Well, I broke down and took Emma and Annie to Disneyland yesterday. I should also note that I had three other adults with me as back up: My husband, sister in law, and brother in law. I may be on the edge of crazy, but I would never attempt this feat alone.
This trip has been a long time coming. Somewhere around six months ago Emma caught “Disney Princess Fever” and my house is slowly being consumed by Ariel, Cinderella, and the rest of those harlots.
The night before we left I got on the Disney site to try to map out our day. The site was, to say the least, totally unhelpful. I had heard that the Princesses were pretty elusive and that you needed inside information if you planned on a little face time with any of them. So I took it to Twitter and Facebook. Why do I even bother with “real” websites anymore?
I got some pretty good links, and there were plenty of helpful tips (apparently all the booze is at California Adventure Park- good to know), and people had a lot to say, but I still couldn’t find exactly what I was looking for.
Being the team player that I am, I thought I would dedicate a post to all those parents out there looking for info on how to take thier three-year old budding princess to Disneyland without loosing their minds.
1. Eat a good breakfast. I know, I know, shouldn’t we do that every day? Yes, technically. But on this day it will be a matter of life and death. You will need your strength to fight against the massive crowds (more on that later), ward off evil Jedi mind tricks (from Mickey Mouse), and resist the urge to buy a hat with Goofy’s head on top of it. Unless you like paying $25 for a salad, I suggest you try to get your fill of nutrients in the morning.
2. Get there early. Again, it’s common sense- so you think. It actually has more to do with Princess sightings. And again, more on that later.
3. Don’t bother with the shuttle. Park your car and walk your ass to the gates. It’s a simple as that.
4. It’s up to you on the whole ticket/pass situation. We just did the straight forward one-day Disney pass. Emma is only three and there was plenty for her to see and do at plain ol’ Disneyland. I don’t even plan on ever telling her that California Adventure Park even exists. Something I’m sure she will bring up in therapy later.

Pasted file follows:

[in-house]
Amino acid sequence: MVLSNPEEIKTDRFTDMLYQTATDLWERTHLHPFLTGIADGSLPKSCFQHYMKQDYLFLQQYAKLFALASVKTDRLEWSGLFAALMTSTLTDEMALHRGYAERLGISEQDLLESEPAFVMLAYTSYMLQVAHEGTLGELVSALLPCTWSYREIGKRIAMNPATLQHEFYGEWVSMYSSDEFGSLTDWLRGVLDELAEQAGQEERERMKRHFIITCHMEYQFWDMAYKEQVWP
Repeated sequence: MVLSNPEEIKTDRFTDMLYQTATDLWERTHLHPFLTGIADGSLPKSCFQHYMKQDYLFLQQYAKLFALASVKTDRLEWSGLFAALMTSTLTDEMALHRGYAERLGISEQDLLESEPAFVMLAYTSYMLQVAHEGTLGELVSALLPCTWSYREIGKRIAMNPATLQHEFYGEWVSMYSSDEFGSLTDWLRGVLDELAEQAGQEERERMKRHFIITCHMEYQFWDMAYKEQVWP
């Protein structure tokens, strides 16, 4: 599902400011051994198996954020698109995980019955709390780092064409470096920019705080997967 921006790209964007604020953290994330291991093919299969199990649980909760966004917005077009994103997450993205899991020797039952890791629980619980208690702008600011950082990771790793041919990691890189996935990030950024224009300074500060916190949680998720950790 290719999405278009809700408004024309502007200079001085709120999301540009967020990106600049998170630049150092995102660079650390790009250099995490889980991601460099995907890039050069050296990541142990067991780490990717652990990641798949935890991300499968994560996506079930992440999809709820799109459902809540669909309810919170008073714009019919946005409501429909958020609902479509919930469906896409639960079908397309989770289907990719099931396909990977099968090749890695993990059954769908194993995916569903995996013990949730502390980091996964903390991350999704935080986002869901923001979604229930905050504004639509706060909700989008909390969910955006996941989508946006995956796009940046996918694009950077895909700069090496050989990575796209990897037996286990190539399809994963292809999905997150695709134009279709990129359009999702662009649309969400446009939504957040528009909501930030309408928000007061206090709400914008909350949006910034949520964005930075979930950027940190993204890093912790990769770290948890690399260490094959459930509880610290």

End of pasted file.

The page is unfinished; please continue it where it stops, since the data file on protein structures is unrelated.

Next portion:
5. Once you get inside the park, hightail it to Fantasy Faire. That is where all the Princesses hang out. Seriously now, move fast. Don’t get distracted by all the shiny things. Those Princesses are high-maintenance beyotches with packed social calendars. One stop for a pair of mickey ears and you might miss them.
6. Once you get the Princess sightings out of the way, you can realx (sort of). This would be a great time to get a few rides out of they way unless…
7. Don’t go during a holiday vacation. I’m not sure exactly what we were thinking going two days before Thanksgiving. It’s wasn’t too bad at first, but by the time we started to think about grabbing some lunch it seemed like every tourist in Southern California was looking to eat an over-priced hamburger too. Which leads me to…
8. Bring your wallet. And fill it with cash. Disneyland is expensive. It starts out with a $15 parking fee and goes downhill fast. We’re talking $20 mouse ears, $7 balloons, and $50 sweatshirts (not that I would ever be caught dead on one of those). But don’t go and cash out your 401k just to keep up with the Joneses. Here are some ways to soften the blow.
9. Save some money by bringing food. It’s not like your toddler is going to eat that much anyway. I would rather spend $3 on a rainbow lollipop that gets a few decent licks than spend $10 on some chicken nuggets that she may or may not find edible. It’s your call though. Also, bring your own dress ups. Emma got one glimpse of a little girl dressed in a Cinderella costume, turned to me and said, “I’m ready to change. Where is my Snow White dress?” Crap. That little oversight cost me $65 at the Bippity Boppity Boo Boutique. One Ariel dress later, and we were good to go again.
10. Last, but not least, don’t talk about any of the rides and/or characters you are going to see. First, some of those characters might be on their day off. Second, some of the rides might be out of service. Third, the lines might be so long that there won’t be a chance in hell you will ever find Nemo. Your toddler will never know the difference. There is going to be so much distracting stuff to see, and do, and buy that it seriously does not matter.
There is one last little thing I have to mention. Little kids don’t last long at these places. This day should be about making memories and enjoying yourself through your child’s eyes. If you are one of those people that isn’t happy until you have ridden every ride and seen every sight, then you should think about leaving your toddler at home. Just sayin’.
That’s it! Follow every single one of these and you will have a fun-filled day without a single tear or meltdown. Bwah- hahahahahha! Good luck!
What are some of your best Disneyland survival tips?